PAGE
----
Reuters ISTANBUL (Reuters) — Turkey has maintained low-level contact with the Syrian government, President Recep Tayyip Erdogan said Sunday, even though Ankara has supported rebels who fought for years to topple Syrian President Bashar al-Assad.
Erdogan has described Assad as a terrorist and said several times during Syria’s eight-year conflict that the Syrian leader must go. But with support from Russia and Iran, Assad has recaptured large parts of Syria from rebel fighters, driving them from most of their former strongholds.
Foreign Minister Mevlut Cavusoglu said in December Turkey and other countries would consider working with Assad if he won a democratic election, and last month said Ankara was in indirect contact with Damascus via Russia and Iran. Erdogan suggested on Sunday that Turkey also had direct contacts with the Syrian government.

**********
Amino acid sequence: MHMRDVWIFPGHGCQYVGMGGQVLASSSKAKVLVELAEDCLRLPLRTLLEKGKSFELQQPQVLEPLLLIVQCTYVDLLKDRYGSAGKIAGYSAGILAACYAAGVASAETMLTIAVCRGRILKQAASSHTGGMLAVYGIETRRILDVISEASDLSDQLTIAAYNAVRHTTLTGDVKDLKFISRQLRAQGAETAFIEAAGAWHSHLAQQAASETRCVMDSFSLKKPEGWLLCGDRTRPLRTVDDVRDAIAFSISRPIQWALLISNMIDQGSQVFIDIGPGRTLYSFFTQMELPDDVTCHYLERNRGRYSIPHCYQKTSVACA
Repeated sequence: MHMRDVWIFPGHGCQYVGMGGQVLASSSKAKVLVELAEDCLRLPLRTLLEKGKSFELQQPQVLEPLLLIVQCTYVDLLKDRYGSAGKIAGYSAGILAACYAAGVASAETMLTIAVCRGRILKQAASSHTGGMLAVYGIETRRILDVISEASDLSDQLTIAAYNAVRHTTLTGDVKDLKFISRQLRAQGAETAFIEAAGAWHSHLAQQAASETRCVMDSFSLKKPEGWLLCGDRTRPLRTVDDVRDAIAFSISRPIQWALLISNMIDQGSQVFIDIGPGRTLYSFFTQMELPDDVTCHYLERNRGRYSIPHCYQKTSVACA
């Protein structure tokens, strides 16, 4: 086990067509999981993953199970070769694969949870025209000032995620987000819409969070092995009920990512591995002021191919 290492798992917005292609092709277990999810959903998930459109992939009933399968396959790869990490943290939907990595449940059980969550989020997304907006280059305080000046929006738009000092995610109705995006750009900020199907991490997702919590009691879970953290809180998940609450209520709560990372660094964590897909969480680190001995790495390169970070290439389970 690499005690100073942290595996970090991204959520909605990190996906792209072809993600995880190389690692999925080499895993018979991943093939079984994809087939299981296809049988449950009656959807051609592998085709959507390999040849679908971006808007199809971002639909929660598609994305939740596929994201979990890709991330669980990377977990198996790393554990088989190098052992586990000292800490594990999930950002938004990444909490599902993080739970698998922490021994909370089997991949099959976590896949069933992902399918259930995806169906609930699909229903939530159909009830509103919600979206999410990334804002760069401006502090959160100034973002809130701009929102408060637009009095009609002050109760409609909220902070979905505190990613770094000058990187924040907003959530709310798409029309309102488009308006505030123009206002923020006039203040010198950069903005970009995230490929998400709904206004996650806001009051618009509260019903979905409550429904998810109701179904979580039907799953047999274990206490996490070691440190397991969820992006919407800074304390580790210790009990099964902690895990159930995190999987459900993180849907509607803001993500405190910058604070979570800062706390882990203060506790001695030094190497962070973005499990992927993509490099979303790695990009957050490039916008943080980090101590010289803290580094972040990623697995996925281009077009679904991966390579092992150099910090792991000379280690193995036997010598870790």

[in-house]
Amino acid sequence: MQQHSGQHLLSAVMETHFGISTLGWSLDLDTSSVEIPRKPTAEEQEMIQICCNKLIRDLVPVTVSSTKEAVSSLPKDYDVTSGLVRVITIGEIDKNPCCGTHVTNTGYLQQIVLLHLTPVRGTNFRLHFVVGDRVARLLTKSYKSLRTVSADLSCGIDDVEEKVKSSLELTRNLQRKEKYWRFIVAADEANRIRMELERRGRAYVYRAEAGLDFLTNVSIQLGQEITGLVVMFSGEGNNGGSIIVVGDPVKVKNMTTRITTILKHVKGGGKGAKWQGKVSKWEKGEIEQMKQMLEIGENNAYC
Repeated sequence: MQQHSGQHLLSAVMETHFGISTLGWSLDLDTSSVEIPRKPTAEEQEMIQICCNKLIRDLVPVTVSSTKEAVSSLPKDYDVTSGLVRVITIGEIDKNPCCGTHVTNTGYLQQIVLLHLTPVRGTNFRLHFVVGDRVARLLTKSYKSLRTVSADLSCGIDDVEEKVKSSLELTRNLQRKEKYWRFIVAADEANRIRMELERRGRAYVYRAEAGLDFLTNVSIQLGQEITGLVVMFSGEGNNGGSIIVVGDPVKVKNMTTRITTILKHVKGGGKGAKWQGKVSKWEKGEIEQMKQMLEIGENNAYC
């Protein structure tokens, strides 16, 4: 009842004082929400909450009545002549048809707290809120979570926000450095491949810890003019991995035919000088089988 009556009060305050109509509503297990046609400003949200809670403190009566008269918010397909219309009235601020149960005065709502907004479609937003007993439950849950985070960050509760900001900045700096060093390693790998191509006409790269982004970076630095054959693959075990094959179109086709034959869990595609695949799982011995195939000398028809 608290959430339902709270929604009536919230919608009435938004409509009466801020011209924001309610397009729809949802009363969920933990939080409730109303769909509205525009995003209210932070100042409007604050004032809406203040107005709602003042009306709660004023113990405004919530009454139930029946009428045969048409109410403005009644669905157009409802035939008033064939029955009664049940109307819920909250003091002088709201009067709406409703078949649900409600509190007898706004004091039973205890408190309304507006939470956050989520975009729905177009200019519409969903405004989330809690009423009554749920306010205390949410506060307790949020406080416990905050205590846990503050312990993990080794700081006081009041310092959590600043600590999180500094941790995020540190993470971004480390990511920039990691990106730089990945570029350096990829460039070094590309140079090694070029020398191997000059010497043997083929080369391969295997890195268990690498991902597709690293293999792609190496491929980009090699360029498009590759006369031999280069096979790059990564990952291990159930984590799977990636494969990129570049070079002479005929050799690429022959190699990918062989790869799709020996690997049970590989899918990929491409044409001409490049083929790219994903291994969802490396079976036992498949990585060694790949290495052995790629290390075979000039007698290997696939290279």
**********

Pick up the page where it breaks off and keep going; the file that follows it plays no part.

“Foreign policy with Syria continues at a lower level,” he told broadcaster TRT in an interview, adding that intelligence services operated differently to political leaders.
“Leaders may be cut out. But intelligence units can communicate for their interests,” Erdogan said. “Even if you have an enemy, you should not break the ties. You may need that later.”
The Turkish president also said that a proposed safe zone in northeastern Syria, which U.S. President Donald Trump has said should be established as U.S. forces withdraw from the area, could not be set up by Western coalition forces without Turkey.